More than 200 people received a back-stage pass to the Broadway theater industry at the third Power of Possibility Alumni Showcase Talk on Thursday, Oct. 15. Producers Bonnie Comley ’81 and her husband Stewart Lane screened their documentary “Show Business: The Road to Broadway” and then answered questions from the audience about their lives and profession.
“This was a labor of love,” said Comley, who is vice president of Stellar Productions. The documentary told the story of the race for the 2004 Tony Award for Best Musical, following three of the four nominees: “Wicked,” “Avenue Q,” and “Caroline, or Change” plus the not-nominated, but controversial, “Taboo.” The production team filmed every play and musical that opened during the 2003-2004 season, and edited down more than 400 hours of footage from casting calls, rehearsals, previews, and opening night, culminating at the Tony Awards.
“This could be any theater. This is just the way that Broadway theater works, but it could be any theater-;from community theater on up. It’s the dynamic of people working together, it’s the thrill of having something work really well...And it’s also seeing that sometimes that even when people are working really hard, sometimes it just doesn’t work out,” said Comley.
The producers were able to receive unprecedented access to all these Broadway shows, despite difficult and conflicting union rules, because they agreed to donate any profits to the unions’ own causes. Backstage and rehearsal scenes were intermingled with interviews of directors, actors, writers, musicians and theater critics to give a sense of why the business is so thrilling and rewarding and yet so risky.
After the well-received film, Comley and Lane answered questions ranging from the role of critics in the industry - bloggers are reducing the power of newspaper critics - to the importance of advanced sales in keeping a show from folding right after opening night, a common and devastating situation.
“For most of these shows, it cost millions and millions of dollars just to get to opening night,” said Comley. “And these shows costs anywhere upwards of $700,000 a week to run. So if you don’t have ticket sales, and you don’t have reviews, basically the next day after opening, you pull the plug.”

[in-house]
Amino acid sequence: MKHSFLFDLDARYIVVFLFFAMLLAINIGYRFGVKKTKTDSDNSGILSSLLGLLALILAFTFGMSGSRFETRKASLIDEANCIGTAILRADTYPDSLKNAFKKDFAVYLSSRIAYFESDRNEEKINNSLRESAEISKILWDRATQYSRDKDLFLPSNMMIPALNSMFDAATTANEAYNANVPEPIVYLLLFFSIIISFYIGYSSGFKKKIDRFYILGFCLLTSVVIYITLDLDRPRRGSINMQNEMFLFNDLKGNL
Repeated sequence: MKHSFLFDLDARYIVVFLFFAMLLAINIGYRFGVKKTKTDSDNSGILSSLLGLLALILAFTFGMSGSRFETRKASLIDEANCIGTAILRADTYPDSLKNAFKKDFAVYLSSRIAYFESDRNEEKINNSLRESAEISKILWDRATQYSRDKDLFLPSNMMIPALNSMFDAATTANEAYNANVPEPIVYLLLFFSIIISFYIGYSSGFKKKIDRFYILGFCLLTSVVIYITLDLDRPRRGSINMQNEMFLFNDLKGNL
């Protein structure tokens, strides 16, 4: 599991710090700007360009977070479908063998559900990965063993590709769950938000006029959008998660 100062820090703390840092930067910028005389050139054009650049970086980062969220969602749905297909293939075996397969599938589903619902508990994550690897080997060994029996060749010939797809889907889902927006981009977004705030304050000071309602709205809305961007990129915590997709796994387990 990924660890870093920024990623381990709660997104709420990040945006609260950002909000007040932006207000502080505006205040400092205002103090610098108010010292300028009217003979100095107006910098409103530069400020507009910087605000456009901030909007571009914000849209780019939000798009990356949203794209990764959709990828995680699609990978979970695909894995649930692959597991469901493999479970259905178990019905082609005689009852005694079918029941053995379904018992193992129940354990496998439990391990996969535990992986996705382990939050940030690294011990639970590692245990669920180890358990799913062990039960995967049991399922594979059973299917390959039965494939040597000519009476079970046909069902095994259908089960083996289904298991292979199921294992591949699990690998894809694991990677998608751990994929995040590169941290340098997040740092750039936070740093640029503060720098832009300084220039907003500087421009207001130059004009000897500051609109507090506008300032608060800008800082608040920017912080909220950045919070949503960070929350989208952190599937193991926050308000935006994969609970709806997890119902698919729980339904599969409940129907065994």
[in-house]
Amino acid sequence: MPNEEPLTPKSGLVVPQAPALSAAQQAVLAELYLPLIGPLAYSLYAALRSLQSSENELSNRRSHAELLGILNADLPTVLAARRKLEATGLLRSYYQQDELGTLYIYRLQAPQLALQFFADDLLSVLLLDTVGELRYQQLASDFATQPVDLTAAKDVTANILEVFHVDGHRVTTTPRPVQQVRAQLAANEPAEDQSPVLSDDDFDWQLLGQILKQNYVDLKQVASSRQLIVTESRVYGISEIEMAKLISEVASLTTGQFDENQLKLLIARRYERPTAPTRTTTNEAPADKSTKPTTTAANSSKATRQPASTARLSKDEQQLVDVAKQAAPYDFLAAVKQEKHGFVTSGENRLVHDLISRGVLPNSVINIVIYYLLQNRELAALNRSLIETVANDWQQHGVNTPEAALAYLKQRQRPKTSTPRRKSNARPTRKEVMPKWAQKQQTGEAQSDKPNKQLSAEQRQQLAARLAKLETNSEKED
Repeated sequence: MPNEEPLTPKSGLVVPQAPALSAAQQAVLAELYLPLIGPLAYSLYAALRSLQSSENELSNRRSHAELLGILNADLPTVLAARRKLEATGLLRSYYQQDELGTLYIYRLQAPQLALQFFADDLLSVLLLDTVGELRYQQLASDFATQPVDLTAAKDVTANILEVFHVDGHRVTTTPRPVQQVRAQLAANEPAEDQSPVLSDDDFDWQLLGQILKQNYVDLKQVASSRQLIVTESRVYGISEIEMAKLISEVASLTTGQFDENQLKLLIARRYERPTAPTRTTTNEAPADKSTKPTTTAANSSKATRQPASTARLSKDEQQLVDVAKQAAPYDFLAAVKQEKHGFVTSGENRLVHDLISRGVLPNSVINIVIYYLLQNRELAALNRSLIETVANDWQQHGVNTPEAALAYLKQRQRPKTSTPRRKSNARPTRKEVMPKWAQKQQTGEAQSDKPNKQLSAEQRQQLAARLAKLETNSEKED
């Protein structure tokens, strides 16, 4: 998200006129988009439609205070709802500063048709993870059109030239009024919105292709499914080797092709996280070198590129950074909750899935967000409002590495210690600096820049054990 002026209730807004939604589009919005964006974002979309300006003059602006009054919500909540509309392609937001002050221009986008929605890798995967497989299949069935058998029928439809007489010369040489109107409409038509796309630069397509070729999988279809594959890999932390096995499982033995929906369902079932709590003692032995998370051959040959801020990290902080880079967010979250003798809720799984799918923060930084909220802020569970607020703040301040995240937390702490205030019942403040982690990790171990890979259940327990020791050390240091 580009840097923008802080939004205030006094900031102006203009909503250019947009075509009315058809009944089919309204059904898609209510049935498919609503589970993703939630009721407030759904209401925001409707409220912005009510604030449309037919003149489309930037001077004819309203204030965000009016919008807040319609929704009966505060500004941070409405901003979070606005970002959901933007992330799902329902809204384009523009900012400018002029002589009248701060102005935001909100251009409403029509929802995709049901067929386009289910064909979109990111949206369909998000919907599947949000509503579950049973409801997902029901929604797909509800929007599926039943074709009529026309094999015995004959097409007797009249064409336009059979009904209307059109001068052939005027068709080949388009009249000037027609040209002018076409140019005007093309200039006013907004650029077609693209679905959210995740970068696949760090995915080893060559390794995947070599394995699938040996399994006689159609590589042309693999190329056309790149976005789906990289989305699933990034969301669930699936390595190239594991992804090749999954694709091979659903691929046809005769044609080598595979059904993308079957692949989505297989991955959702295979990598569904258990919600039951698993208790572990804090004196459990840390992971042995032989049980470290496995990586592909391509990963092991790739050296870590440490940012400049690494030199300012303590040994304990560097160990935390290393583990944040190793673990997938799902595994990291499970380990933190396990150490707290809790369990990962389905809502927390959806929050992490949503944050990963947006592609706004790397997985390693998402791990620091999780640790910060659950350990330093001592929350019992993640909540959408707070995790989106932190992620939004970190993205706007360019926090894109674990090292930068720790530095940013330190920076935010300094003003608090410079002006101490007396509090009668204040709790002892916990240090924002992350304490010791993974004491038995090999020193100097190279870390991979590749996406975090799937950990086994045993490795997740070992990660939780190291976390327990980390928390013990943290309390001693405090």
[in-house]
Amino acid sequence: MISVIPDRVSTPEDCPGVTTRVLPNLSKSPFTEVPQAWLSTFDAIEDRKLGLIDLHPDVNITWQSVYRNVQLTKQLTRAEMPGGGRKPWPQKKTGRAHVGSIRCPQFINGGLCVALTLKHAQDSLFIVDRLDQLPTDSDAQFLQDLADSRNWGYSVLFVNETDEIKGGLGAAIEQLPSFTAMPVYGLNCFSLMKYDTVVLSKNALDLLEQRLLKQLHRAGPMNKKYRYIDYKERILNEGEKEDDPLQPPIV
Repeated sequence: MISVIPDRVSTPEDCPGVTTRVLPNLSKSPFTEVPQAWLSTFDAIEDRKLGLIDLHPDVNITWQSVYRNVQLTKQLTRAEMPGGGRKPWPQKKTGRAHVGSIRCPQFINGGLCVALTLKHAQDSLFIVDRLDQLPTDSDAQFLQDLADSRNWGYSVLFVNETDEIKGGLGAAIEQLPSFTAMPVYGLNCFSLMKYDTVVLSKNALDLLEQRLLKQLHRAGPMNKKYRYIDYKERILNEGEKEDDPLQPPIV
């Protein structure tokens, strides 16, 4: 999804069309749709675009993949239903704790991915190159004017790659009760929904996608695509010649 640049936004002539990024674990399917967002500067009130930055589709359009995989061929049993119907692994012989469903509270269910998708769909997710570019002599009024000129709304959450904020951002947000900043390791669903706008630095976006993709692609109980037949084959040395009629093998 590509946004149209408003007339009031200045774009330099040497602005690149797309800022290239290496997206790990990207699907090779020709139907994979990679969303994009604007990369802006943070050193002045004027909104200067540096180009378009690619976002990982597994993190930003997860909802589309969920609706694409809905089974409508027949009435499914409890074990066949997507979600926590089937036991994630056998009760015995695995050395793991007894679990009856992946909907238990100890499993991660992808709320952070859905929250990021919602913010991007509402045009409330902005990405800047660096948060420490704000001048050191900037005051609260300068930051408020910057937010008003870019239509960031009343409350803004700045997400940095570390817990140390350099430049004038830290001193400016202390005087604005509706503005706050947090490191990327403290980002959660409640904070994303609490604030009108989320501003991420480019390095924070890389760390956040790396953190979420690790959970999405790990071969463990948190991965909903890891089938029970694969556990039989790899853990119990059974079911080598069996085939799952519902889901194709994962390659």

Others asked about the best way for students to get their foot in the Broadway door. Comley, who began a performing career after graduating from University of Lowell and receiving a master’s degree from Emerson College, recommended taking advantage of volunteer opportunities at the Merrimack Repertory Theater in downtown Lowell.
“Its all about the body of work and getting yourself attached to an artistic home,” says Comley. “New York is an amazing place to go and it is a pinnacle for a lot of people. But there are thousands of companies all of the country doing fabulous theater. Get involved with those.”
Comley and Lane’s most recent honors include a 2008 Drama Desk Award for “Hitchcock’s The 39 Steps” and a 2007 Tony Award for Best Theatrical Event for producing “Jay Johnson: The Two & Only.” Besides “Show Business: The Road to Broadway,” they have also executive produced the film “Brooklyn Rules” and the PBS Great Performances productions of “Cyrano deBergerac” and Steven Sondheim’s “Company.”
The next Power of Possibility Alumni Showcase talk will feature Scott Waugh ’90, physical therapist for the Boston Red Sox and Boston Bruins. He will speak on Monday, Nov. 9, at 3:30 p.m. in Weed Hall. For more information, contact Heather_Makrez@uml.edu or 978-934-4809.